Patrica Urquiola
Photo: Courtesy

Back after a two-year hiatus, the Singapore Design Week (SDW) returns this month with a brand new vision that “demonstrates Singapore’s distinctive brand of creativity.” With a stellar line-up of more than 50 events and 200 designers and creatives, SDW is set to explore design through three defining pillars: Design Futures, Design Marketplace and Design Impact. 

The Design Marketplace pillar, anchored by FIND – Design Fair Asia—Asia’s newest and largest furniture, interiors and design fair—will bring together “the largest carefully selected collection of interior brands, key opinion leaders, designers and content from across the globe.” Making its debut in Singapore from 22-24 September 2022, a cornerstone of the fair will be FIND – INSIDERS, where design leaders will take the stage to share their visions and insights as well as speak on critical trends and topics including the metaverse, biophilia and sustainability.

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One of the 20 FIND – Insiders is acclaimed architect and designer Patricia Urquiola, known for her modern, eclectic aesthetic and experimental approach to design. Patricia’s prolific body of work spans product design, installations, interiors—she designed the stunning interior of Oasia Downtown Hotel right here in Singapore—and architecture; her creations are exhibited in art and design museums around the world, such as the MoMa in New York and the Vitra Design Musuem in Basel. The art director of Italian furniture company Cassina has also collaborated with brands including Louis Vuitton, Missoni, Swarovski and Boeing.

Here, the creative mastermind opens up about good design, her design process, and the creative convergence of East and West through FIND.

What was the moment that made you say ‘I want to be a designer/architect’?

I already knew I wanted to be an architect as an adolescent. I loved drawing and was good at math. My father was an engineer while my mother studied philosophy—they always supported us, but never forced our decisions. Architecture was a discipline that we all liked and talked about.

What is good design?

Accomplishing good design means being constantly occupied with research through projects, processes, experiences, connection with people and places. It is also about experimenting with new materials, finding ways to upcycle waste materials and integrating technology into craftsmanship.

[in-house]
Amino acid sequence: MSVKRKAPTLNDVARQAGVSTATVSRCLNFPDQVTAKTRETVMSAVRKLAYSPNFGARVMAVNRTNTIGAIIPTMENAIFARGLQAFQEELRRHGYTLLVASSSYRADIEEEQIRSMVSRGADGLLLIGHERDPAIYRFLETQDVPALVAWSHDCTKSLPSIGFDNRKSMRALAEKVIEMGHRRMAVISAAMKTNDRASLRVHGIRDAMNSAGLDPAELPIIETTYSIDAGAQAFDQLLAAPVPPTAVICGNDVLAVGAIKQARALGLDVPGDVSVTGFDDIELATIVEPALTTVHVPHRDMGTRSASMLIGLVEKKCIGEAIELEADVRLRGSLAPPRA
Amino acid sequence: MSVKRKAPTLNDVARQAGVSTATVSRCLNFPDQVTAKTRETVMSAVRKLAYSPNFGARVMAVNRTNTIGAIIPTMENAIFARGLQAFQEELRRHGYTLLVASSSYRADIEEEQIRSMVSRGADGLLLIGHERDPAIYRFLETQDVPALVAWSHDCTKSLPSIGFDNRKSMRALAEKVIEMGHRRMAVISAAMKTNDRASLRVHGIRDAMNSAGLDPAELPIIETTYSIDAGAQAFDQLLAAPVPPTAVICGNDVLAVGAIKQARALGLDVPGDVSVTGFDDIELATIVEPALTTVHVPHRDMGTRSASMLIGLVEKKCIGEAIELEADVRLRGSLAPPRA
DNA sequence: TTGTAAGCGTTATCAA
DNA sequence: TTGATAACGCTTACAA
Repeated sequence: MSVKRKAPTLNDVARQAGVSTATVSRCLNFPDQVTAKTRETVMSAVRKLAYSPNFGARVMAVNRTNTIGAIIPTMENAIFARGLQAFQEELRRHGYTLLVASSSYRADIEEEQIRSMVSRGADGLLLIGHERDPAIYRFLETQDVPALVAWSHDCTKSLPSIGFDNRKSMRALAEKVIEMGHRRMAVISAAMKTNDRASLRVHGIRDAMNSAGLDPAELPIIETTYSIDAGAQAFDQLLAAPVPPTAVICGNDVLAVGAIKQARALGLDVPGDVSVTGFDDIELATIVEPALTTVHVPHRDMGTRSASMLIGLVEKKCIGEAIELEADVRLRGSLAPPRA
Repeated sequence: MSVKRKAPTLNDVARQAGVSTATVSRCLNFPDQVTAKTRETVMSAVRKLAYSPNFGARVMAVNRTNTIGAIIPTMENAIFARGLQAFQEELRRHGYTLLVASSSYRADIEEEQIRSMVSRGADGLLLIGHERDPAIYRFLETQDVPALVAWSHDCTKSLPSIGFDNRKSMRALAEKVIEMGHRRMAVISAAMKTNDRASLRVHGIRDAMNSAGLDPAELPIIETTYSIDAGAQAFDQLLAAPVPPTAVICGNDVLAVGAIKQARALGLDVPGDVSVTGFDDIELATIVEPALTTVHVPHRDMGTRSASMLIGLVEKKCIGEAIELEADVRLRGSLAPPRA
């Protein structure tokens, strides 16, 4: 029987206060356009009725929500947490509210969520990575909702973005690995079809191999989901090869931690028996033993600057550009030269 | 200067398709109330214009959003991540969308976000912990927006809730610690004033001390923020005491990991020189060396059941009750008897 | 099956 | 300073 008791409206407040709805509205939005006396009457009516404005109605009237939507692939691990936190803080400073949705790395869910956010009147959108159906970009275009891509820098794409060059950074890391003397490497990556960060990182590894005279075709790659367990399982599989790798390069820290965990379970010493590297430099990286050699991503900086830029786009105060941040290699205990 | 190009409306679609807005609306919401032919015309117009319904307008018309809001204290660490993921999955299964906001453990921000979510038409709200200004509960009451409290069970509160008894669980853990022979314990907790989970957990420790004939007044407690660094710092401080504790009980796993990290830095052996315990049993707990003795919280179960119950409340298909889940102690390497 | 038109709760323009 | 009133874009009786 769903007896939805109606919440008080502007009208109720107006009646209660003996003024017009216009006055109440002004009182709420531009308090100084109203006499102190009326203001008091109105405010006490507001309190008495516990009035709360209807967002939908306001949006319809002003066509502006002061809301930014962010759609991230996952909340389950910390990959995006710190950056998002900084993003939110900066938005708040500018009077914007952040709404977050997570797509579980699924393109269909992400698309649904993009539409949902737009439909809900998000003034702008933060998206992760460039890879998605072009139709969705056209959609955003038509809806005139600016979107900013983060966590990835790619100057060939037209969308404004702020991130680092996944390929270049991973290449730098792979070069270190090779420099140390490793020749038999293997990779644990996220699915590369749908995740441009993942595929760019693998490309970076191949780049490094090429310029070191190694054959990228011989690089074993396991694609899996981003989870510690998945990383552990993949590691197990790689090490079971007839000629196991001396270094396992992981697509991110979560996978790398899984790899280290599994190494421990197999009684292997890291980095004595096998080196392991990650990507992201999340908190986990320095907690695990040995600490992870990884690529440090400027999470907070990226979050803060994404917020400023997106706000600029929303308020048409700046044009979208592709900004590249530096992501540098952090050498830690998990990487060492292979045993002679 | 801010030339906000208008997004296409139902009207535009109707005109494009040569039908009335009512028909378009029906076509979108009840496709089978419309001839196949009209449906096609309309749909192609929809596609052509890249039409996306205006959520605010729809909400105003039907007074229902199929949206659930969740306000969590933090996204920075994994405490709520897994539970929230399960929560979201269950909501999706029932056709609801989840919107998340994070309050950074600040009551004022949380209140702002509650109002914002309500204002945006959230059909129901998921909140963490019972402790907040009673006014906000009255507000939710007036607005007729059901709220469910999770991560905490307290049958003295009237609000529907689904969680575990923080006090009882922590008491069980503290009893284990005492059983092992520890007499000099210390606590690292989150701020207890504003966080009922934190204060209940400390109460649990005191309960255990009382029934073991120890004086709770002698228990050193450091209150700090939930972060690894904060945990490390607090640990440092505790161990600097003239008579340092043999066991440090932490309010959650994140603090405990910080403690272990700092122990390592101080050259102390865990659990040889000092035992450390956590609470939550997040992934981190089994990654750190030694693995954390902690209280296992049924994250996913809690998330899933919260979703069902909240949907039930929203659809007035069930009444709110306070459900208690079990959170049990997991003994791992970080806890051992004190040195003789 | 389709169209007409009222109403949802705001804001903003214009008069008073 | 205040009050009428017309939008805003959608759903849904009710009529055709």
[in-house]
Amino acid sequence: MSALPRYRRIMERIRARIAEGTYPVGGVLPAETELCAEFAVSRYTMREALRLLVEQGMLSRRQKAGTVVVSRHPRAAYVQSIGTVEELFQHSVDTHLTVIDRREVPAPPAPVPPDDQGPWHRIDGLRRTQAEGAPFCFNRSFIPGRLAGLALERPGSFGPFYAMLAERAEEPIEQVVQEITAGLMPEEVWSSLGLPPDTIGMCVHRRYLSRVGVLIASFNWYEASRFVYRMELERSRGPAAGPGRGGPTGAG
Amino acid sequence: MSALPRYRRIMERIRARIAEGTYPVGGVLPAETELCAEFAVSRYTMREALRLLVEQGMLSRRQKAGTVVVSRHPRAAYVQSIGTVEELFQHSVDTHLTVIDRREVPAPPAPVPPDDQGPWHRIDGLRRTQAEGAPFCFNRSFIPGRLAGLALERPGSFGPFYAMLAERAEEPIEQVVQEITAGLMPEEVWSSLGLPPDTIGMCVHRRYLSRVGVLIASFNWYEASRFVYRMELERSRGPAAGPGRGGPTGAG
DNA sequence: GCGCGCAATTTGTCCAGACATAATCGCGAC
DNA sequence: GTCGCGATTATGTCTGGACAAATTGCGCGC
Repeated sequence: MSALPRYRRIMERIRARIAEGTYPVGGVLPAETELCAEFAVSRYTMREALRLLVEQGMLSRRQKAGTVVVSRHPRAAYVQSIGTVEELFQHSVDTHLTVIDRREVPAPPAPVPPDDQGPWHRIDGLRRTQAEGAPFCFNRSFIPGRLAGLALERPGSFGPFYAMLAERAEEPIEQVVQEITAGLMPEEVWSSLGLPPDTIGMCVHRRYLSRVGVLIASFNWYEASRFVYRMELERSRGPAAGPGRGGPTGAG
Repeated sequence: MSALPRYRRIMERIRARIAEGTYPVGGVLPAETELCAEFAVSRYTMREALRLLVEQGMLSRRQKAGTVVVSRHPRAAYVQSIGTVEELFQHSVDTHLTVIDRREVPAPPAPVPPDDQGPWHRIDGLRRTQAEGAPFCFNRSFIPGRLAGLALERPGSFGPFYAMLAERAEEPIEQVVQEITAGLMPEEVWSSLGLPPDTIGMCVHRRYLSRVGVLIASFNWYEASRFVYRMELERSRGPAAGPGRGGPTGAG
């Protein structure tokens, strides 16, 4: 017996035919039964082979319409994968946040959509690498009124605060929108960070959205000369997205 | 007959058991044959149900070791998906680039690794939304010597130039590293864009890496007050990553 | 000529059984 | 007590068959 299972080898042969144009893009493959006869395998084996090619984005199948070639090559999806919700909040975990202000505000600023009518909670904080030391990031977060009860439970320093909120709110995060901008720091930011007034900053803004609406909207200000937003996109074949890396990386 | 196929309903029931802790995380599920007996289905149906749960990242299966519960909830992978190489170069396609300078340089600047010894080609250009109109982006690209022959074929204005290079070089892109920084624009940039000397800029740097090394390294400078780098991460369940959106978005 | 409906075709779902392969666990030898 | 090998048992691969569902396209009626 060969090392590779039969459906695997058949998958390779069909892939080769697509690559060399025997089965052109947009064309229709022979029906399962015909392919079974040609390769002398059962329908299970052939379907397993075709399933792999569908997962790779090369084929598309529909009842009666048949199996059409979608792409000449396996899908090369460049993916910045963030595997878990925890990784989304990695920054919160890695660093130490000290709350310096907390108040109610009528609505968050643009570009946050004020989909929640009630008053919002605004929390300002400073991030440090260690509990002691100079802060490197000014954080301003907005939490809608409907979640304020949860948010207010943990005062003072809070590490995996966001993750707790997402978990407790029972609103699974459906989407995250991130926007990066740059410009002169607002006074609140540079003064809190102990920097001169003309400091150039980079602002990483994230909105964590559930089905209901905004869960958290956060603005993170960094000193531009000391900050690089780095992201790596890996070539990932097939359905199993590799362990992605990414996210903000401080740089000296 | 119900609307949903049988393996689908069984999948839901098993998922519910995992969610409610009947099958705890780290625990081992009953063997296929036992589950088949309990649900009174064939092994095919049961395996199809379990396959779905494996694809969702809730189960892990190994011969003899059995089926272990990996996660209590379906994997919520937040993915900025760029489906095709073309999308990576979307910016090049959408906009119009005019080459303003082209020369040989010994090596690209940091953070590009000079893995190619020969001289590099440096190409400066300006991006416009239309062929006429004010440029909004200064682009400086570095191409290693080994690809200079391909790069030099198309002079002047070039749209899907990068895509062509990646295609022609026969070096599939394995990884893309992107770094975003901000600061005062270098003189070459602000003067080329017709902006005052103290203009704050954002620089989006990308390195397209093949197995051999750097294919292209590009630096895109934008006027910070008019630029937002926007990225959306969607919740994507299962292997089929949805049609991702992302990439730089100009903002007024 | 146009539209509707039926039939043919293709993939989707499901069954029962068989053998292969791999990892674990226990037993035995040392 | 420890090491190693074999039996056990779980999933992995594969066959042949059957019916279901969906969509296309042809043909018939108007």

Could you take us through your design process? What elements/factors are most important to you?

First, I need to understand the brand, their values, their needs, and their possibilities. I like to be respectful to the brand but I always try to evolve with them—I like to experiment and challenge myself, the company and the materials. I try to move out of my comfort zone and connect people to their new spaces. For a long time now, our creative process moved towards art direction and I’m lucky enough to have a great team and work with people I like. We’re an international community at the studio, with designers and architects collaborating in interrelated ways. I’m a great believer of teamwork and constant four-hands approach for each project.

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How does your personality and Spanish heritage influence/shape your designs?

I was born in Asturias in the Atlantic Spanish coast and became an architect in Milan. I have a doable soul and kind of a rhizomatic approach to design, in the sense that I’m open to any positive contaminations. As a designer, I’m always observing society, looking for new needs and behaviours, testing products through real application and designing new, considered objects. This approach to design is reflected in the circularity and sustainability that lies behind our projects and products.

What is your favourite work to date, and why?